Since 2009, European companies with outperforming stocks have exhibited significantly greater earnings growth, profit margins, and annual returns than those with weak share-price returns. These fundamental differences are particularly large relative to the US, which is why we see a strong case for active management in European equities. While European beta may have diminished macro momentum, we see alpha opportunities as plentiful—and may be best captured through bottoms-up analysis and more concentrated positioning.

Source: Bloomberg and GSAM.

The Know
At the cutting edge.

Investment managers' information advantages are hard to sustain as data analysis is constantly evolving.

The Competitive Value of Data

The value of data-derived insight varies according to the amount and quality of information. In the initial stage (Zone 1), not enough data is available and the incremental value of data-derived insight remains small. Once sufficient data is available (Zone 2), managers with interpretive processing capabilities have an edge, which may provide an opportunity for alpha generation. However, as data becomes broadly accessible to the public (Zone 3), there is declining incremental value in acquiring “more.” On the whole, managers must consistently evolve and adapt to maintain their information advantage.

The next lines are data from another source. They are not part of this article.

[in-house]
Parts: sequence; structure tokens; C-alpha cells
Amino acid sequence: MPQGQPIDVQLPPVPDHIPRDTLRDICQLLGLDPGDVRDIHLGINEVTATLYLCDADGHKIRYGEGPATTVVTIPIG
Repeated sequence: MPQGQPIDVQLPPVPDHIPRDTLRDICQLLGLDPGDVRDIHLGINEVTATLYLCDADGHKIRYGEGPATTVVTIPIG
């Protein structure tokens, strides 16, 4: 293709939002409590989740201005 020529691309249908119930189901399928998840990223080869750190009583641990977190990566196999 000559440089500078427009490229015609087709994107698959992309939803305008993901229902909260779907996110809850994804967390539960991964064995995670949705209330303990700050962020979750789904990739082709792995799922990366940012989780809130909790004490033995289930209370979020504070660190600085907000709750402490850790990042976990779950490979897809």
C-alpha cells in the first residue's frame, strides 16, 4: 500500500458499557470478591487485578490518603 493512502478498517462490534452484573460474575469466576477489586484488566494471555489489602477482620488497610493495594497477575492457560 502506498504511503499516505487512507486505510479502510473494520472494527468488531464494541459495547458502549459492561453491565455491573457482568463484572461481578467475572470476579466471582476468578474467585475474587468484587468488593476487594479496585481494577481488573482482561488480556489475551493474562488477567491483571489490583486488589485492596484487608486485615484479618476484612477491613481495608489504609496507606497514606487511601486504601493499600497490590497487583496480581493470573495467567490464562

Source: Goldman Sachs Global Markets Institute (GMI) and GSAM.

The How
Human and machine.

Artificial intelligence may help innovative managers stay ahead of the pack.

Continuous Evolution of Artificial Intelligence